Black Facts: A Celebration of Black History Month 2014
February is Black History Month! The Workers of Colour Caucus will be sharing some interesting facts about Black history in celebration of the month. Keep an eye on this page for new Black Facts which will be posted throughout February 2014.
February 28, 2014
Bromley Armstrong, CM, OOnt, is a labour activist who has worked tirelessly to advance civil rights for African Canadians. He has worked with various organizations, including the National Unity Association and the Joint Labour Committee for Human Rights. In the 1940’s and 1950’s, Armstrong was involved in activism to end segregation in places of business, particularly restaurants in Dresden, Ontario that refused to serve Black people. In response to the activism by delegations that included Armstrong, the Fair Employment Practices Act and the Fair Accommodation Practices Act were put in place. Armstrong used those laws to bring charges against the restaurant owners in Dresden, creating a test case that resulted in the law being successfully upheld. Armstrong became a Member of the Order of Canada in 1994. Click here for more information about Bromley Armstrong.
February 27, 2014
Crispus Attucks, a former slave and dockworker, was the first American casualty of the Boston Massacre, a conflict between the American colonies and England in 1770. During a dispute between British soldiers and townfolk on March 5, 1770, Attucks and five other colonists were killed. Attucks was the first to die. This incident inflamed colonists further against the British in the lead up to the American Revolutionary War. Attucks in the 18th century became an icon of the anti-slavery movement. Click here for more information about Crispus Attucks.
February 26, 2014
During the American Revolution (1775-1783), Black Loyalists fought valiantly and received commendations for bravery and conduct. 3,500 of these fighters came to Canada after the war, having been promised land in exchange for fighting for the British. Most of them settled in Nova Scotia and New Brunswick. The War of 1812 soon followed, and once again, black slaves were promised freedom and land if they fought for Canada in the war. 2,000 black people came to Canada to fight against the United States, and were instrumental in helping to win the war. Click here for more information about the contribution of Black fighters to the American Revolution and the War of 1812.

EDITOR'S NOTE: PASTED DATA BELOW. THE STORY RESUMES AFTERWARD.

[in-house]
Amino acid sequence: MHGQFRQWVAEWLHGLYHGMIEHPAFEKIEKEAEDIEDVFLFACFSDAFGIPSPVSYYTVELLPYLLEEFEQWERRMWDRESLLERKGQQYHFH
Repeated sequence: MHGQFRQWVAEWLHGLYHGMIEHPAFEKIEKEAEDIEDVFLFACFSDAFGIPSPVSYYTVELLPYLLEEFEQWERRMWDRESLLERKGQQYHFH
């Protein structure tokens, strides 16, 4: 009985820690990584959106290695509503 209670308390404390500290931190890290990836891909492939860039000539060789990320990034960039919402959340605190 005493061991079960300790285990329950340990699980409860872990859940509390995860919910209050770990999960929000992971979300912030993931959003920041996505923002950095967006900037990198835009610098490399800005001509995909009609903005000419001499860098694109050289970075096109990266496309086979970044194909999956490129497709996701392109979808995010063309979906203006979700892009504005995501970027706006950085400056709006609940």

February 25, 2014
Lynn Jones is a labour activist who grew up in Truro, Nova Scotia. From the time she was a child, she struggled against racism and segregation. She protested against the Vietnam war in university, and advocated for better access to post-secondary education for Black and Aboriginal students. Jones became a strong labour activist with the Public Service Alliance of Canada, and then became the first woman of colour to be elected Vice President of the Canadian Labour Congress. Click here for more information and audio clips of interviews with Lynn Jones.
February 24, 2014
Mathieu Da Costa was a freed slave who worked as a translator, and is said to be the first Black person to visit Canada. Da Costa translated French, Dutch, Portuguese, and First Nations languages. While Da Costa’s time in Europe explains how he learned the European languages, no one knows how he learned First Nations languages. It is speculated that Da Costa may have already spent time in America learning some of the languages, or that he may have used a Basque dialect. There is also evidence that Da Costa was outspoken and independent, which may have gotten him into trouble in France where he was jailed for some reason that may have involved being “insolent”. Click here for more information about Mathieu Da Costa.